I never met a donut I didn’t like. Those fried yeasty rings of saccharine indulgence always seem to crush any sort of will power I may have to resist them. There’s no escape, but only to yield to the inexorable temptation that they put forward; and what they put forward sounds like a really good offer- yeasted dough fried up then coated in a sprinkling of sugar and spice, oh that sounds real nice! And having been introduced in 2003 to the beguiling and sinister powers of Krispy Kreme after they set up shop here in Oz; the donut has been given a new evil persona. You just know there is something so sinfully wrong about them, but it’s not until downing five consecutive Original Glazed™ that the shameful recognition of what you’ve done becomes apparent.
What is it about the excessive consumption of donuts that brings so much shame? It certainly never stoped Homer Simpson, but neither does an all you can eat buffet until he has eaten all he can physically eat. But that aside, is it because that they boast such an unhealthy reputation? Fried and sweet, the double-edged sword that makes this junk food particularly lethal. Whatever it is, I know that I would rather be caught in a pair of hot pink 80’s leggings than scoffing down a whole box of donuts.
A donut here and there I have been known to enjoy, however when it comes to making them for myself I have always been the reluctant one. For one, I have never had any luck with anything that involves that recalcitrant fungus- yeast. I know that it is probably more a shortcoming on my part, but I guess it’s easier to blame the yeast and avoid it for the most part than to admit that I am incapable of working with it. And secondly, I hate to fry, especially deep fry. It usually takes all my resolve to bring myself to even pour some oil to shallow fry, the only exception are eggs, as I just love fried eggs but then again they require hardly any oil, but other than that I hate anything to do with frying. I have been known to fry but only for special occasions.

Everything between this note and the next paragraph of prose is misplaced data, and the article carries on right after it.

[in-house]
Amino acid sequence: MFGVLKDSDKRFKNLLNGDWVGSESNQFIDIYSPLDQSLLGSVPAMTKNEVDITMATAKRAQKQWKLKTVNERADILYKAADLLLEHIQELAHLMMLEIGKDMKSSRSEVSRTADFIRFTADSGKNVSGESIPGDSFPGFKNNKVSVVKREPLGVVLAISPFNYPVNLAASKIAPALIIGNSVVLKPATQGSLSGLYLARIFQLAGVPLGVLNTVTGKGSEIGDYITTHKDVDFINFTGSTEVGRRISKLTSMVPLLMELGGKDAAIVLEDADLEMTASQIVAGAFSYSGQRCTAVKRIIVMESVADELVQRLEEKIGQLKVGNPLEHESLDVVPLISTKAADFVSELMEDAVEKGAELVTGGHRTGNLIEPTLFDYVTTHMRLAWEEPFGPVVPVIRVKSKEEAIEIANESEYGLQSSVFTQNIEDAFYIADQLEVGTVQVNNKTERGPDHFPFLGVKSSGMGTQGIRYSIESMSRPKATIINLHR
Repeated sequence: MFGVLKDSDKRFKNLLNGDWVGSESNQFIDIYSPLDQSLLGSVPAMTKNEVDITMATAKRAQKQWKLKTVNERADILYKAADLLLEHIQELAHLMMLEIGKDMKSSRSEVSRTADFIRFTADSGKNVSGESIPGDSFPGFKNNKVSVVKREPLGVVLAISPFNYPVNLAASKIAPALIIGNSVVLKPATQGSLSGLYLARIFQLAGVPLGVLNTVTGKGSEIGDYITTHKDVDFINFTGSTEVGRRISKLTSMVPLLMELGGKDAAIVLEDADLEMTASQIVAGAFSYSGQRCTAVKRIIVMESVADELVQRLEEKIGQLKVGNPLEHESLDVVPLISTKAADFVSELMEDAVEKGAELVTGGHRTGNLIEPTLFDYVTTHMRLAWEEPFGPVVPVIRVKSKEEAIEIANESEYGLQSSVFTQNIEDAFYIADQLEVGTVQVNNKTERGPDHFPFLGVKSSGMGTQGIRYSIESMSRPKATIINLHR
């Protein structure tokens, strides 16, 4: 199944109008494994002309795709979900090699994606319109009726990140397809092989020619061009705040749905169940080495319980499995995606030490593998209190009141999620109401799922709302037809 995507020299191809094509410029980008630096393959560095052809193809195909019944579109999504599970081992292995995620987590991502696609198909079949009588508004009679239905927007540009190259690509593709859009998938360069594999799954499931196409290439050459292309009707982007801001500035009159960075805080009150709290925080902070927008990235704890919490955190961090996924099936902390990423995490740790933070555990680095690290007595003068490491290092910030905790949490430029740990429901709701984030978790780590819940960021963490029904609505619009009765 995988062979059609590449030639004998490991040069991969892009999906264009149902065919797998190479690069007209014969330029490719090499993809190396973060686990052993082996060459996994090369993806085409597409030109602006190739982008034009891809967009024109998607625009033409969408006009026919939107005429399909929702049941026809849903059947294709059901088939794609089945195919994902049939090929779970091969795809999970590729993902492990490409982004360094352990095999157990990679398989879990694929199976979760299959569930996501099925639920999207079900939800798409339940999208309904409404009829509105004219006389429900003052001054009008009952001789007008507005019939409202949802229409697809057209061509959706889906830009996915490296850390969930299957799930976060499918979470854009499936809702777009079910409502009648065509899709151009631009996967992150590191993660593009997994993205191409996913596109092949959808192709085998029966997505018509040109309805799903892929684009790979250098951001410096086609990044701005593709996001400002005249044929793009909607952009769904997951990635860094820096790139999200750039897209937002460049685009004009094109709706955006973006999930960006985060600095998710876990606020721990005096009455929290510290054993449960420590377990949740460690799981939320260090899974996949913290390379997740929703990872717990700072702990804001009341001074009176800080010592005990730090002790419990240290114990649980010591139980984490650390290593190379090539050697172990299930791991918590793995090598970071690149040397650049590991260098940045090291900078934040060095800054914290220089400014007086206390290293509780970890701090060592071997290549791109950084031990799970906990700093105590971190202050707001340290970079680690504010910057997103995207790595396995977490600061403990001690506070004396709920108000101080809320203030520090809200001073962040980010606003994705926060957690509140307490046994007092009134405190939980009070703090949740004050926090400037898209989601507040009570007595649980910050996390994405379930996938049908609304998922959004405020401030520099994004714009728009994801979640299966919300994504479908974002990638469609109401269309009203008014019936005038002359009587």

I enjoy donuts but like most people, when it comes to the frying part, I like to leave it up to those who actually get paid to get the burn marks. Besides the harrowing prospect of sustaining third-degree burns, I hate that oily smog that seems to descend upon the entire house as soon as something is fried, it sticks to everything and you get that greasy film all over the kitchen. I know that many people share this sentiment because I happened upon Heidi’s blog (which I tend to frequent a lot, I mean how could you not?) and her attitude to frying is much the same.
Which brings me to this recipe for Baked Donuts, which I pinched from Heidi’s blog. This is more than a great alternative to traditional donuts; evidently they aren’t fried, although all the other components are there- yeast, flour, eggs and sugar, just without being immersed in a boiling pool of fat. If you are yet to be convinced, then I suggest just giving Heidi’s recipe a go. She spent a whole afternoon perfecting the recipe so really all the work is done for you. I even looked past my frayed relationship with yeast and gave it a right old rip.
Okay I must admit they don’t taste exactly like fried donuts, as they’re baked, not fried. But they can be just as satisfying. And if you happen to down more than you should have, just know that at least they weren’t previously swimming in a vat of oil and allow yourself that extra piece or two.